- You can shoot handheld and use a fast shutter speed. Here, you’ll want to keep the speed above 1/125s or so (and potentially above 1/160s or 1/200s, depending on the level of magnification and the steadiness of your hands).
Which method is best? That really depends on your preferences and your shooting style. Some photographers like the slow, deliberate nature of tripod shooting, whereas others like the flexibility of handholding. However, if you plan to shoot in low light, you’ll probably need to take the tripod route, unless your camera is capable of low noise at high ISOs.
8. Look for webs with dew
Many classic spider web photos include dew or rain droplets, like this:
As you can see, the dew looks beautiful, plus it creates interesting bokeh effects in out-of-focus areas.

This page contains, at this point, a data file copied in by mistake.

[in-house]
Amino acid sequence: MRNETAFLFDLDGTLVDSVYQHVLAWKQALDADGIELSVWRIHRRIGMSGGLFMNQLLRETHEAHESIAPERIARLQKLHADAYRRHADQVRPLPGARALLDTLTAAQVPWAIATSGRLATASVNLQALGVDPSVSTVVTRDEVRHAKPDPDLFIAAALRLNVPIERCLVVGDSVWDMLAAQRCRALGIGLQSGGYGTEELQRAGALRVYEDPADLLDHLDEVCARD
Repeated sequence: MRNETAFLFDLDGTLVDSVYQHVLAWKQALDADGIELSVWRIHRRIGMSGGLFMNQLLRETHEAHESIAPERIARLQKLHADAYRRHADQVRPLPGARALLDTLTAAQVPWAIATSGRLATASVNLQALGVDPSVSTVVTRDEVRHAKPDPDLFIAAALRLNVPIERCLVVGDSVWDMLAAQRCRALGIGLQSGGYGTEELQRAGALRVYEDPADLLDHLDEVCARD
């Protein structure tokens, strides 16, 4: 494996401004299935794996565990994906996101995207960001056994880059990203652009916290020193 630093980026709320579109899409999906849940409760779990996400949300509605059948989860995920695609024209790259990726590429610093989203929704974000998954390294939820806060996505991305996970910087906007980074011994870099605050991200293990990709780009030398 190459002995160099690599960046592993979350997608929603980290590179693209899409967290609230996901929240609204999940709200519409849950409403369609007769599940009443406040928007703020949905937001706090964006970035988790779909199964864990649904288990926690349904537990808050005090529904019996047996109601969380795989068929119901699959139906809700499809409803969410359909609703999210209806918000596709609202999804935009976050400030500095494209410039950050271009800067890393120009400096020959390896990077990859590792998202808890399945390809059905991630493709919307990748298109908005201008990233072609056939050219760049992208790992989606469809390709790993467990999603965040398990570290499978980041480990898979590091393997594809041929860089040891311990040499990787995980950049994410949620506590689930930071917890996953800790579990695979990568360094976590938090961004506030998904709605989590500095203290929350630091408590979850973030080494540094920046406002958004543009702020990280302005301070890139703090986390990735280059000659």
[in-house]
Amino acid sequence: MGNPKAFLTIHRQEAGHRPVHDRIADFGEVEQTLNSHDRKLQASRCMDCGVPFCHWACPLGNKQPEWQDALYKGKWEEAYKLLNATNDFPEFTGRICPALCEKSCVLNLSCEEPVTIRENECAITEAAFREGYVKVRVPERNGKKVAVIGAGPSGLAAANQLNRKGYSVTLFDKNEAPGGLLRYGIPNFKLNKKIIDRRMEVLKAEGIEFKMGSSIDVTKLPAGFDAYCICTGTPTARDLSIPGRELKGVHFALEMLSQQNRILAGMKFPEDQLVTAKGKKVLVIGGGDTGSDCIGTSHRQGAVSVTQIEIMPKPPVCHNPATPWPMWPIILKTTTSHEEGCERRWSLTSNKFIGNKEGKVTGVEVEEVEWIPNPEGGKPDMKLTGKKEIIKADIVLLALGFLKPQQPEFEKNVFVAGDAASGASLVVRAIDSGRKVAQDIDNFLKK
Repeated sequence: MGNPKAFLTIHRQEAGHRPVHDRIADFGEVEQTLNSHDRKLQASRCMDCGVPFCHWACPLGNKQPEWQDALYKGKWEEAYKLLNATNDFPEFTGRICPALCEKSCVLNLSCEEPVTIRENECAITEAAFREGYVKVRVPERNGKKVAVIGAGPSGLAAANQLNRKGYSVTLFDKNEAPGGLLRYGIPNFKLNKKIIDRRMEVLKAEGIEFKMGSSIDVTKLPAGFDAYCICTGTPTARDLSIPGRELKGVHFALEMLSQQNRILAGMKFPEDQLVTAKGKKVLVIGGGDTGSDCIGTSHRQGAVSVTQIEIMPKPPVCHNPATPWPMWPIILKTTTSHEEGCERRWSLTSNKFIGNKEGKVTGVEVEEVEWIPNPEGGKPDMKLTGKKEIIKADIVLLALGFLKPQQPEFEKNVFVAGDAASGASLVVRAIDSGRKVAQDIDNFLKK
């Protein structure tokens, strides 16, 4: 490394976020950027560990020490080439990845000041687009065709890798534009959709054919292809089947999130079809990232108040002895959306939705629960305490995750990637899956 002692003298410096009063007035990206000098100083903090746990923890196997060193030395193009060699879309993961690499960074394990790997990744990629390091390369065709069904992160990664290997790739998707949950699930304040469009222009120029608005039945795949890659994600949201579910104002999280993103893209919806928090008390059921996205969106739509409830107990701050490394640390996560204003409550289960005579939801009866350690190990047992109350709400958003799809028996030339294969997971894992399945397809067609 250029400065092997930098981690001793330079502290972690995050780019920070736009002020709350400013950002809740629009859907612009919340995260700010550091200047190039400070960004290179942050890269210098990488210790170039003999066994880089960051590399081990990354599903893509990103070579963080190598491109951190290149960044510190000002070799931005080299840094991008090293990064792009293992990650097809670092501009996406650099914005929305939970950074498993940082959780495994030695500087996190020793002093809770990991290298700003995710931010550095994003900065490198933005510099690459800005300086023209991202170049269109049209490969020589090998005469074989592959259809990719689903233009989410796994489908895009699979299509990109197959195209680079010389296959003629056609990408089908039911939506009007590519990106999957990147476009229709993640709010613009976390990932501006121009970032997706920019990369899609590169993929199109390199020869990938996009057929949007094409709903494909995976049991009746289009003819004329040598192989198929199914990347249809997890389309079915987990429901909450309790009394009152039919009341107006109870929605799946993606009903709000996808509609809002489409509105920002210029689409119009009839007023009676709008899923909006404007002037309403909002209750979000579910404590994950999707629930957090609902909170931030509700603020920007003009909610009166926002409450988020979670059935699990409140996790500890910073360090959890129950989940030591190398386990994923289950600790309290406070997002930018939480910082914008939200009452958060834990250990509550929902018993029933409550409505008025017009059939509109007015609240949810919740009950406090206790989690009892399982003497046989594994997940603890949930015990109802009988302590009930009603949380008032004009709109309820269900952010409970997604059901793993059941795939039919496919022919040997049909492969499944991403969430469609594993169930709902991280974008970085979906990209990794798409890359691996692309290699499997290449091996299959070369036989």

I mentioned above that the best time of day for dewy webs is mornings, though you can also venture out after a rainstorm (assuming it’s not windy, of course!).
9. Fill the frame
Here’s a simple piece of compositional advice:
If you want to create original spider web images, don’t shoot from so far back that the web only covers part of the frame. Instead, get in as close as you can to the web – either physically or via your lens’s zoom mechanism.
And if you own a macro lens, make sure to use it; it’ll let you fill the frame much more easily!
Of course, you can capture amazing images that don’t have a frame-filling web. But by filling the frame, you emphasize the main subject, plus you can highlight abstract patterns and even capture images veering into fine art territory.
Also, spend time experimenting with different angles (and test out different aperture values, too, for abstract depth of field effects!).
10. Photograph the spider web from both sides
Sometimes, a spider web can look quite dull and lifeless from one side, while the other side looks gorgeous – either because the light is falling upon it in the right way, or because the background looks far better.